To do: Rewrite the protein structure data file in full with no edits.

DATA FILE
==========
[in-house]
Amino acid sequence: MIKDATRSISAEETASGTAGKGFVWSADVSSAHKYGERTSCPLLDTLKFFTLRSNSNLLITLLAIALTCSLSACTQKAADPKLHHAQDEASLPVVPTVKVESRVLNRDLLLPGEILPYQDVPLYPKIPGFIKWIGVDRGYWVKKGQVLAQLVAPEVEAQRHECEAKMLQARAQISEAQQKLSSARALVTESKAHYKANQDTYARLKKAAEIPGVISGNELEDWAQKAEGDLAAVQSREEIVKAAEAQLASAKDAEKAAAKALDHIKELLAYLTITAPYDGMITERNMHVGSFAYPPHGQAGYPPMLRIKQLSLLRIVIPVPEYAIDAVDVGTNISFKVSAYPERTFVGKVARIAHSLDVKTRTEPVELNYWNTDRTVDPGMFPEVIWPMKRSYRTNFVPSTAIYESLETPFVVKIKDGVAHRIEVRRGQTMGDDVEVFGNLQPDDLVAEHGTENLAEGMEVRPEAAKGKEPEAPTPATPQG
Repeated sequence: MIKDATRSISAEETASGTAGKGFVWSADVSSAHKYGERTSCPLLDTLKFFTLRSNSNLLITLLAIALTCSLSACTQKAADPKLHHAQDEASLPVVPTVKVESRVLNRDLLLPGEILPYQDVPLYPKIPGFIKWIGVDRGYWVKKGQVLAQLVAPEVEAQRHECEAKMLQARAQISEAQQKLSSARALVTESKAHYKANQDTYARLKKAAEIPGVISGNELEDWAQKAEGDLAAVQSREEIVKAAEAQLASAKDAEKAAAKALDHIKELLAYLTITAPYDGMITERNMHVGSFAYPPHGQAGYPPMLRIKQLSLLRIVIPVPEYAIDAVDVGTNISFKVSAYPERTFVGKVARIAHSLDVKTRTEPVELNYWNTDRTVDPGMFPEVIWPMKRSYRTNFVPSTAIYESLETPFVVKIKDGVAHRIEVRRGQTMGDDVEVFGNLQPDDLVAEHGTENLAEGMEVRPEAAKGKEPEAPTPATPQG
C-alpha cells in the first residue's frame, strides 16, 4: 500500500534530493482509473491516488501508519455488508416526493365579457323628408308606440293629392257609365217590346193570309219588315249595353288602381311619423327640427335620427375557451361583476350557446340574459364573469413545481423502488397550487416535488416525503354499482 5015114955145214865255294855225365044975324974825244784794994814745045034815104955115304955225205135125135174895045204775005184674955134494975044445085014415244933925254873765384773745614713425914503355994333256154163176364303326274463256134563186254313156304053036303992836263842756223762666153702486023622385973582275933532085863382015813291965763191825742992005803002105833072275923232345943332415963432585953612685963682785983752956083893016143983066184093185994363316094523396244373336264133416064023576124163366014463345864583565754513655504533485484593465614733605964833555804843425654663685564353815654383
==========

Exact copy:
[in-house]
Amino acid sequence: MIKDATRSISAEETASGTAGKGFVWSADVSSAHKYGERTSCPLLDTLKFFTLRSNSNLLITLLAIALTCSLSACTQKAADPKLHHAQDEASLPVVPTVKVESRVLNRDLLLPGEILPYQDVPLYPKIPGFIKWIGVDRGYWVKKGQVLAQLVAPEVEAQRHECEAKMLQARAQISEAQQKLSSARALVTESKAHYKANQDTYARLKKAAEIPGVISGNELEDWAQKAEGDLAAVQSREEIVKAAEAQLASAKDAEKAAAKALDHIKELLAYLTITAPYDGMITERNMHVGSFAYPPHGQAGYPPMLRIKQLSLLRIVIPVPEYAIDAVDVGTNISFKVSAYPERTFVGKVARIAHSLDVKTRTEPVELNYWNTDRTVDPGMFPEVIWPMKRSYRTNFVPSTAIYESLETPFVVKIKDGVAHRIEVRRGQTMGDDVEVFGNLQPDDLVAEHGTENLAEGMEVRPEAAKGKEPEAPTPATPQG
Repeated sequence: MIKDATRSISAEETASGTAGKGFVWSADVSSAHKYGERTSCPLLDTLKFFTLRSNSNLLITLLAIALTCSLSACTQKAADPKLHHAQDEASLPVVPTVKVESRVLNRDLLLPGEILPYQDVPLYPKIPGFIKWIGVDRGYWVKKGQVLAQLVAPEVEAQRHECEAKMLQARAQISEAQQKLSSARALVTESKAHYKANQDTYARLKKAAEIPGVISGNELEDWAQKAEGDLAAVQSREEIVKAAEAQLASAKDAEKAAAKALDHIKELLAYLTITAPYDGMITERNMHVGSFAYPPHGQAGYPPMLRIKQLSLLRIVIPVPEYAIDAVDVGTNISFKVSAYPERTFVGKVARIAHSLDVKTRTEPVELNYWNTDRTVDPGMFPEVIWPMKRSYRTNFVPSTAIYESLETPFVVKIKDGVAHRIEVRRGQTMGDDVEVFGNLQPDDLVAEHGTENLAEGMEVRPEAAKGKEPEAPTPATPQG
C-alpha cells in the first residue's frame, strides 16, 4: 500500500534530493482509473491516488501508519455488508416526493365579457323628408308606440293629392257609365217590346193570309219588315249595353288602381311619423327640427335620427375557451361583476350557446340574459364573469413545481423502488397550487416535488416525503354499482 5015114955145214865255294855225365044975324974825244784794994814745045034815104955115304955225205135125135174895045204775005184674955134494975044445085014415244933925254873765384773745614713425914503355994333256154163176364303326274463256134563186254313156304053036303992836263842756223762666153702486023622385973582275933532085863382015813291965763191825742992005803002105833072275923232345943332415963432585953612685963682785983752956083893016143983066184093185994363316094523396244373336264133416064023576124163366014463345864583565754513655504533485484593465614733605964833555804843425654663685564353815654383